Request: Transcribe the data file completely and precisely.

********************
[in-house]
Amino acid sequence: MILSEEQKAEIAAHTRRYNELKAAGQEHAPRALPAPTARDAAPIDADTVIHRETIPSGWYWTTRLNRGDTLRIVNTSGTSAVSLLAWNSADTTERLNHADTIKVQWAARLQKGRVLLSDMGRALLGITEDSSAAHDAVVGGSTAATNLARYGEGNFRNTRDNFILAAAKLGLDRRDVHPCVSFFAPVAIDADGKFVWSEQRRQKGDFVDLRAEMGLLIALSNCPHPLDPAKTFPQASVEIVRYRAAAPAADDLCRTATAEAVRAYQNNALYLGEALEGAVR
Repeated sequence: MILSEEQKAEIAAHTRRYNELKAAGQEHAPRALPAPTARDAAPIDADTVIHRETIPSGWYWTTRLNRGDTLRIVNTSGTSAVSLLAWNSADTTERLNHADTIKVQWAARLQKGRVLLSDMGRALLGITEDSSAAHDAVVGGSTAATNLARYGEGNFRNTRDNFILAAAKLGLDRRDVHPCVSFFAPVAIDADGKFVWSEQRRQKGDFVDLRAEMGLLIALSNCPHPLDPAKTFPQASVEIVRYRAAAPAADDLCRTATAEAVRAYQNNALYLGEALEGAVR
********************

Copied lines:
[in-house]
Amino acid sequence: MILSEEQKAEIAAHTRRYNELKAAGQEHAPRALPAPTARDAAPIDADTVIHRETIPSGWYWTTRLNRGDTLRIVNTSGTSAVSLLAWNSADTTERLNHADTIKVQWAARLQKGRVLLSDMGRALLGITEDSSAAHDAVVGGSTAATNLARYGEGNFRNTRDNFILAAAKLGLDRRDVHPCVSFFAPVAIDADGKFVWSEQRRQKGDFVDLRAEMGLLIALSNCPHPLDPAKTFPQASVEIVRYRAAAPAADDLCRTATAEAVRAYQNNALYLGEALEGAVR
Repeated sequence: MILSEEQKAEIAAHTRRYNELKAAGQEHAPRALPAPTARDAAPIDADTVIHRETIPSGWYWTTRLNRGDTLRIVNTSGTSAVSLLAWNSADTTERLNHADTIKVQWAARLQKGRVLLSDMGRALLGITEDSSAAHDAVVGGSTAATNLARYGEGNFRNTRDNFILAAAKLGLDRRDVHPCVSFFAPVAIDADGKFVWSEQRRQKGDFVDLRAEMGLLIALSNCPHPLDPAKTFPQASVEIVRYRAAAPAADDLCRTATAEAVRAYQNNALYLGEALEGAVR